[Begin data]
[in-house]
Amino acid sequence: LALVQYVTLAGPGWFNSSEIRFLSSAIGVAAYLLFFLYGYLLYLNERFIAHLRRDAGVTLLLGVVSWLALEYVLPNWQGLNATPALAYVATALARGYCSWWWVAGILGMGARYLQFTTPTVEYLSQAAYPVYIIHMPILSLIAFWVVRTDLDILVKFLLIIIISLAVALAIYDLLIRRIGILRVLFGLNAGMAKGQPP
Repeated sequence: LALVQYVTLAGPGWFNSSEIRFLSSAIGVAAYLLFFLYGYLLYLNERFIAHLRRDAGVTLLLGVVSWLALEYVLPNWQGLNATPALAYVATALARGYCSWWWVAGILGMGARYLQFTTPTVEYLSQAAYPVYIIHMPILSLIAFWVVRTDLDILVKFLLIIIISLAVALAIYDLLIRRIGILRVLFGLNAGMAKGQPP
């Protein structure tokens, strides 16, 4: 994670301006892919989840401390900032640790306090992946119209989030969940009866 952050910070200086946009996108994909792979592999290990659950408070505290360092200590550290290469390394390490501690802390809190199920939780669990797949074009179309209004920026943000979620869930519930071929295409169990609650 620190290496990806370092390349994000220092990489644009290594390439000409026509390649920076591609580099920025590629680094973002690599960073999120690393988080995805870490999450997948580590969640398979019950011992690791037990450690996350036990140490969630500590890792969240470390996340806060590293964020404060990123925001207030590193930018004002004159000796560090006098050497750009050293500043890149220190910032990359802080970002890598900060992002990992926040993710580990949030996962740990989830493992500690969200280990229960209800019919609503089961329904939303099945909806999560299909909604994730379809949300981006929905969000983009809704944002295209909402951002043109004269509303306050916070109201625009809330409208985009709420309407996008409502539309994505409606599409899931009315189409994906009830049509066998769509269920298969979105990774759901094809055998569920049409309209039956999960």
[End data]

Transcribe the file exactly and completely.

[in-house]
Amino acid sequence: LALVQYVTLAGPGWFNSSEIRFLSSAIGVAAYLLFFLYGYLLYLNERFIAHLRRDAGVTLLLGVVSWLALEYVLPNWQGLNATPALAYVATALARGYCSWWWVAGILGMGARYLQFTTPTVEYLSQAAYPVYIIHMPILSLIAFWVVRTDLDILVKFLLIIIISLAVALAIYDLLIRRIGILRVLFGLNAGMAKGQPP
Repeated sequence: LALVQYVTLAGPGWFNSSEIRFLSSAIGVAAYLLFFLYGYLLYLNERFIAHLRRDAGVTLLLGVVSWLALEYVLPNWQGLNATPALAYVATALARGYCSWWWVAGILGMGARYLQFTTPTVEYLSQAAYPVYIIHMPILSLIAFWVVRTDLDILVKFLLIIIISLAVALAIYDLLIRRIGILRVLFGLNAGMAKGQPP
């Protein structure tokens, strides 16, 4: 994670301006892919989840401390900032640790306090992946119209989030969940009866 952050910070200086946009996108994909792979592999290990659950408070505290360092200590550290290469390394390490501690802390809190199920939780669990797949074009179309209004920026943000979620869930519930071929295409169990609650 620190290496990806370092390349994000220092990489644009290594390439000409026509390649920076591609580099920025590629680094973002690599960073999120690393988080995805870490999450997948580590969640398979019950011992690791037990450690996350036990140490969630500590890792969240470390996340806060590293964020404060990123925001207030590193930018004002004159000796560090006098050497750009050293500043890149220190910032990359802080970002890598900060992002990992926040993710580990949030996962740990989830493992500690969200280990229960209800019919609503089961329904939303099945909806999560299909909604994730379809949300981006929905969000983009809704944002295209909402951002043109004269509303306050916070109201625009809330409208985009709420309407996008409502539309994505409606599409899931009315189409994906009830049509066998769509269920298969979105990774759901094809055998569920049409309209039956999960």